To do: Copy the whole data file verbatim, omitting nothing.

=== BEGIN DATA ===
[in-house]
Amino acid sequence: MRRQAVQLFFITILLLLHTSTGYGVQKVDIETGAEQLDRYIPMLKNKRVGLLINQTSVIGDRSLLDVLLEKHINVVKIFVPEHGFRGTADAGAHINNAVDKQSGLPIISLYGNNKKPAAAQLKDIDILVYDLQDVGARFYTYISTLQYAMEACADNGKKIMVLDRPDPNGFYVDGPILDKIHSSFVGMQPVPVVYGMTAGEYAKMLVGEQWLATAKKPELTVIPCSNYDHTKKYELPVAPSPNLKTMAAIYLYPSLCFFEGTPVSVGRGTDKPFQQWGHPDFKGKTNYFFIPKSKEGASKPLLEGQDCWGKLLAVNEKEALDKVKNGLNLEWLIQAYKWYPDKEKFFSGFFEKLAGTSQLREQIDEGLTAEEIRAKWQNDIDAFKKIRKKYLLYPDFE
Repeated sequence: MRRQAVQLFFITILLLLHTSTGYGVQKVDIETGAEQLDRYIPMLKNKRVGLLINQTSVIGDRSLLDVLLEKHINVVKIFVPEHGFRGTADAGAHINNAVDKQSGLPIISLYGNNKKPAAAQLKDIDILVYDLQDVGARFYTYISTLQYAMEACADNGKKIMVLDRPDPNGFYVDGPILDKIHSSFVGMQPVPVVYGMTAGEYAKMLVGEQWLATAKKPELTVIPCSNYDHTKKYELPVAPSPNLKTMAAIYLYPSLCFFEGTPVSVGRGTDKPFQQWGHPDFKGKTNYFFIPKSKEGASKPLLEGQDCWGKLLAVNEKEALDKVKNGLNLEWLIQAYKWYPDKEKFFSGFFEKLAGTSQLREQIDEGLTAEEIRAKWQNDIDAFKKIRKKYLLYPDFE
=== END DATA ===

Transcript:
[in-house]
Amino acid sequence: MRRQAVQLFFITILLLLHTSTGYGVQKVDIETGAEQLDRYIPMLKNKRVGLLINQTSVIGDRSLLDVLLEKHINVVKIFVPEHGFRGTADAGAHINNAVDKQSGLPIISLYGNNKKPAAAQLKDIDILVYDLQDVGARFYTYISTLQYAMEACADNGKKIMVLDRPDPNGFYVDGPILDKIHSSFVGMQPVPVVYGMTAGEYAKMLVGEQWLATAKKPELTVIPCSNYDHTKKYELPVAPSPNLKTMAAIYLYPSLCFFEGTPVSVGRGTDKPFQQWGHPDFKGKTNYFFIPKSKEGASKPLLEGQDCWGKLLAVNEKEALDKVKNGLNLEWLIQAYKWYPDKEKFFSGFFEKLAGTSQLREQIDEGLTAEEIRAKWQNDIDAFKKIRKKYLLYPDFE
Repeated sequence: MRRQAVQLFFITILLLLHTSTGYGVQKVDIETGAEQLDRYIPMLKNKRVGLLINQTSVIGDRSLLDVLLEKHINVVKIFVPEHGFRGTADAGAHINNAVDKQSGLPIISLYGNNKKPAAAQLKDIDILVYDLQDVGARFYTYISTLQYAMEACADNGKKIMVLDRPDPNGFYVDGPILDKIHSSFVGMQPVPVVYGMTAGEYAKMLVGEQWLATAKKPELTVIPCSNYDHTKKYELPVAPSPNLKTMAAIYLYPSLCFFEGTPVSVGRGTDKPFQQWGHPDFKGKTNYFFIPKSKEGASKPLLEGQDCWGKLLAVNEKEALDKVKNGLNLEWLIQAYKWYPDKEKFFSGFFEKLAGTSQLREQIDEGLTAEEIRAKWQNDIDAFKKIRKKYLLYPDFE